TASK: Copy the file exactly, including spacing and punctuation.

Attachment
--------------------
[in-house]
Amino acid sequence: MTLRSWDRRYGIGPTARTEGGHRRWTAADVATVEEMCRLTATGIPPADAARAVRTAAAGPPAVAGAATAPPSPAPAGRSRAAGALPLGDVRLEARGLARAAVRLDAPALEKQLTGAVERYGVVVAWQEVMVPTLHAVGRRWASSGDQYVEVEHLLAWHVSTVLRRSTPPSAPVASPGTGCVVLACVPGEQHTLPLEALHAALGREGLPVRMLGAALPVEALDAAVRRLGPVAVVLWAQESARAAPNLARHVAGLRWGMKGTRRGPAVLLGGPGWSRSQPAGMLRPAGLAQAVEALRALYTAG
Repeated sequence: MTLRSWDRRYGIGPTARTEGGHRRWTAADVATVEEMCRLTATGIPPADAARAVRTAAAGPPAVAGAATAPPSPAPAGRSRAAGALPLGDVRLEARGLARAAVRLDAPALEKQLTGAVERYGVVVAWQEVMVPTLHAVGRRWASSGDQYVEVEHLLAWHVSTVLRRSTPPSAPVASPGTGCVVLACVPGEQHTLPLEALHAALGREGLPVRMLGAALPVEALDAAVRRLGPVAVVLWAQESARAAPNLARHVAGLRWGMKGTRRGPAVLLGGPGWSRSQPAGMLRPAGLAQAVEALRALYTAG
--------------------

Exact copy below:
[in-house]
Amino acid sequence: MTLRSWDRRYGIGPTARTEGGHRRWTAADVATVEEMCRLTATGIPPADAARAVRTAAAGPPAVAGAATAPPSPAPAGRSRAAGALPLGDVRLEARGLARAAVRLDAPALEKQLTGAVERYGVVVAWQEVMVPTLHAVGRRWASSGDQYVEVEHLLAWHVSTVLRRSTPPSAPVASPGTGCVVLACVPGEQHTLPLEALHAALGREGLPVRMLGAALPVEALDAAVRRLGPVAVVLWAQESARAAPNLARHVAGLRWGMKGTRRGPAVLLGGPGWSRSQPAGMLRPAGLAQAVEALRALYTAG
Repeated sequence: MTLRSWDRRYGIGPTARTEGGHRRWTAADVATVEEMCRLTATGIPPADAARAVRTAAAGPPAVAGAATAPPSPAPAGRSRAAGALPLGDVRLEARGLARAAVRLDAPALEKQLTGAVERYGVVVAWQEVMVPTLHAVGRRWASSGDQYVEVEHLLAWHVSTVLRRSTPPSAPVASPGTGCVVLACVPGEQHTLPLEALHAALGREGLPVRMLGAALPVEALDAAVRRLGPVAVVLWAQESARAAPNLARHVAGLRWGMKGTRRGPAVLLGGPGWSRSQPAGMLRPAGLAQAVEALRALYTAG